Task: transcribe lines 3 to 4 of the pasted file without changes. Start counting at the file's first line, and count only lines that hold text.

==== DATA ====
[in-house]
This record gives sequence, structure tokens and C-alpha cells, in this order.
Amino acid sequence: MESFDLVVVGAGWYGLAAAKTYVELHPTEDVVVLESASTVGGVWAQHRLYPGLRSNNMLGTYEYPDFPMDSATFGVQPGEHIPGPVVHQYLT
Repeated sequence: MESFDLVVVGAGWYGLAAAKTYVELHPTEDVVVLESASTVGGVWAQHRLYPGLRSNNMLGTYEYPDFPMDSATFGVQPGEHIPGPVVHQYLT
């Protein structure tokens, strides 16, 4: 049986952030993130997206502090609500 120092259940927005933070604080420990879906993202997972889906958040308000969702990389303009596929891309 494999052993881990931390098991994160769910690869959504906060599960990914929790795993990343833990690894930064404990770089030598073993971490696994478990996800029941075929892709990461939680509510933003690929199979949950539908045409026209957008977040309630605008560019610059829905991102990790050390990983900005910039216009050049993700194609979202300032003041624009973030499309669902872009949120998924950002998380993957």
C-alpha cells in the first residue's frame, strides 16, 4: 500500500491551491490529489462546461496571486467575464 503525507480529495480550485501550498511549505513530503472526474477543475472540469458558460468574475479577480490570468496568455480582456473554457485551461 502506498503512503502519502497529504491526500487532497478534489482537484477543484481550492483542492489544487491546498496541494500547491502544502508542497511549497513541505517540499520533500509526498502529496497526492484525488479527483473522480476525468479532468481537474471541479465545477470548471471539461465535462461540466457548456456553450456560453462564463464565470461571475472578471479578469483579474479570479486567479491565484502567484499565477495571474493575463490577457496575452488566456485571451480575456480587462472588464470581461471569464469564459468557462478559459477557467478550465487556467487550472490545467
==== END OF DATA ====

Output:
Amino acid sequence: MESFDLVVVGAGWYGLAAAKTYVELHPTEDVVVLESASTVGGVWAQHRLYPGLRSNNMLGTYEYPDFPMDSATFGVQPGEHIPGPVVHQYLT
Repeated sequence: MESFDLVVVGAGWYGLAAAKTYVELHPTEDVVVLESASTVGGVWAQHRLYPGLRSNNMLGTYEYPDFPMDSATFGVQPGEHIPGPVVHQYLT